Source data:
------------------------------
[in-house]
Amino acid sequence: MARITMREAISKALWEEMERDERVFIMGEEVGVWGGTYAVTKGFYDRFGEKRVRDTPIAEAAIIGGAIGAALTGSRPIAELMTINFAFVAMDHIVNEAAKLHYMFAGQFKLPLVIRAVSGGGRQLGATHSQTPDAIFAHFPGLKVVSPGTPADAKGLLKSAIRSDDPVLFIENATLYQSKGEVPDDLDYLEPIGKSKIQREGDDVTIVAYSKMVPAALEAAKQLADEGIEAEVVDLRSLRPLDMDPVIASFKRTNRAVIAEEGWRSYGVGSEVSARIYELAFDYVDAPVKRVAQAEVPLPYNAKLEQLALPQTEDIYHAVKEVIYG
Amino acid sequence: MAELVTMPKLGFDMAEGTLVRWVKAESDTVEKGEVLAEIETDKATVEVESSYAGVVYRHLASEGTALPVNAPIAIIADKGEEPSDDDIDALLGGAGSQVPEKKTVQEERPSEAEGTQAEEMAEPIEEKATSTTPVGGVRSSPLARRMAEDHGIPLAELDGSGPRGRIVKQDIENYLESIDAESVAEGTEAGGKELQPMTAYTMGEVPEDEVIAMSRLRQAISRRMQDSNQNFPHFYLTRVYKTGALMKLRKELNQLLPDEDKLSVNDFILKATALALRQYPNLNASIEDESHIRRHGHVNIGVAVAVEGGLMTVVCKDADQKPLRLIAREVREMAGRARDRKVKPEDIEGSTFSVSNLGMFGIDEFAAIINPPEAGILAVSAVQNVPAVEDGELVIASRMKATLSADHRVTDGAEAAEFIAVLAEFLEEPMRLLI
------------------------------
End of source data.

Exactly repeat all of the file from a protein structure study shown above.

[in-house]
Amino acid sequence: MARITMREAISKALWEEMERDERVFIMGEEVGVWGGTYAVTKGFYDRFGEKRVRDTPIAEAAIIGGAIGAALTGSRPIAELMTINFAFVAMDHIVNEAAKLHYMFAGQFKLPLVIRAVSGGGRQLGATHSQTPDAIFAHFPGLKVVSPGTPADAKGLLKSAIRSDDPVLFIENATLYQSKGEVPDDLDYLEPIGKSKIQREGDDVTIVAYSKMVPAALEAAKQLADEGIEAEVVDLRSLRPLDMDPVIASFKRTNRAVIAEEGWRSYGVGSEVSARIYELAFDYVDAPVKRVAQAEVPLPYNAKLEQLALPQTEDIYHAVKEVIYG
Amino acid sequence: MAELVTMPKLGFDMAEGTLVRWVKAESDTVEKGEVLAEIETDKATVEVESSYAGVVYRHLASEGTALPVNAPIAIIADKGEEPSDDDIDALLGGAGSQVPEKKTVQEERPSEAEGTQAEEMAEPIEEKATSTTPVGGVRSSPLARRMAEDHGIPLAELDGSGPRGRIVKQDIENYLESIDAESVAEGTEAGGKELQPMTAYTMGEVPEDEVIAMSRLRQAISRRMQDSNQNFPHFYLTRVYKTGALMKLRKELNQLLPDEDKLSVNDFILKATALALRQYPNLNASIEDESHIRRHGHVNIGVAVAVEGGLMTVVCKDADQKPLRLIAREVREMAGRARDRKVKPEDIEGSTFSVSNLGMFGIDEFAAIINPPEAGILAVSAVQNVPAVEDGELVIASRMKATLSADHRVTDGAEAAEFIAVLAEFLEEPMRLLI